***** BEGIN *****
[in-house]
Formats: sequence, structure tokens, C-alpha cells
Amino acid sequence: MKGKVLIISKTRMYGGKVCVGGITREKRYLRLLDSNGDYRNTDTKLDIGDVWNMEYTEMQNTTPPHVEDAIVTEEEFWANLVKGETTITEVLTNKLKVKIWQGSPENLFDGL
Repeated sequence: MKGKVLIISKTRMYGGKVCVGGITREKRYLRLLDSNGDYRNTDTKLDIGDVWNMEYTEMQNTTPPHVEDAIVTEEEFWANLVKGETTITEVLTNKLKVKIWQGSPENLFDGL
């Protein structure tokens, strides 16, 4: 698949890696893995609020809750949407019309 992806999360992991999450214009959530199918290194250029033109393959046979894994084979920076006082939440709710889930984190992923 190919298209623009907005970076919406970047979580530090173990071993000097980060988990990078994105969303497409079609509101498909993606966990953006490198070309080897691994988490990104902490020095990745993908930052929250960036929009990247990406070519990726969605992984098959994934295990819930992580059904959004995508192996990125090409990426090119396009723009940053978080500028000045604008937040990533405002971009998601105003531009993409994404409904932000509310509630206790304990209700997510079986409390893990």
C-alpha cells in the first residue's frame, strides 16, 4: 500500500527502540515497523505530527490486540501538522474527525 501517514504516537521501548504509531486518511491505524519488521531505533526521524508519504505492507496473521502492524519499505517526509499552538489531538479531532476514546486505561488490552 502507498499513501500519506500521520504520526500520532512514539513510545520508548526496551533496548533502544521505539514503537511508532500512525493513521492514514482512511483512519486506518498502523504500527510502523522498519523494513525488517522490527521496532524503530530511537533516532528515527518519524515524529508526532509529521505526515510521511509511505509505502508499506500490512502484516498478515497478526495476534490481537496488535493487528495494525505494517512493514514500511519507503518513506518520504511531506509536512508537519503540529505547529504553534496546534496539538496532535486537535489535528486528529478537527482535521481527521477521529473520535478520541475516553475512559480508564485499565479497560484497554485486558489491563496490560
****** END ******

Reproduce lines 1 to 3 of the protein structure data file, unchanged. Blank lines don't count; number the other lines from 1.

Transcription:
[in-house]
Formats: sequence, structure tokens, C-alpha cells
Amino acid sequence: MKGKVLIISKTRMYGGKVCVGGITREKRYLRLLDSNGDYRNTDTKLDIGDVWNMEYTEMQNTTPPHVEDAIVTEEEFWANLVKGETTITEVLTNKLKVKIWQGSPENLFDGL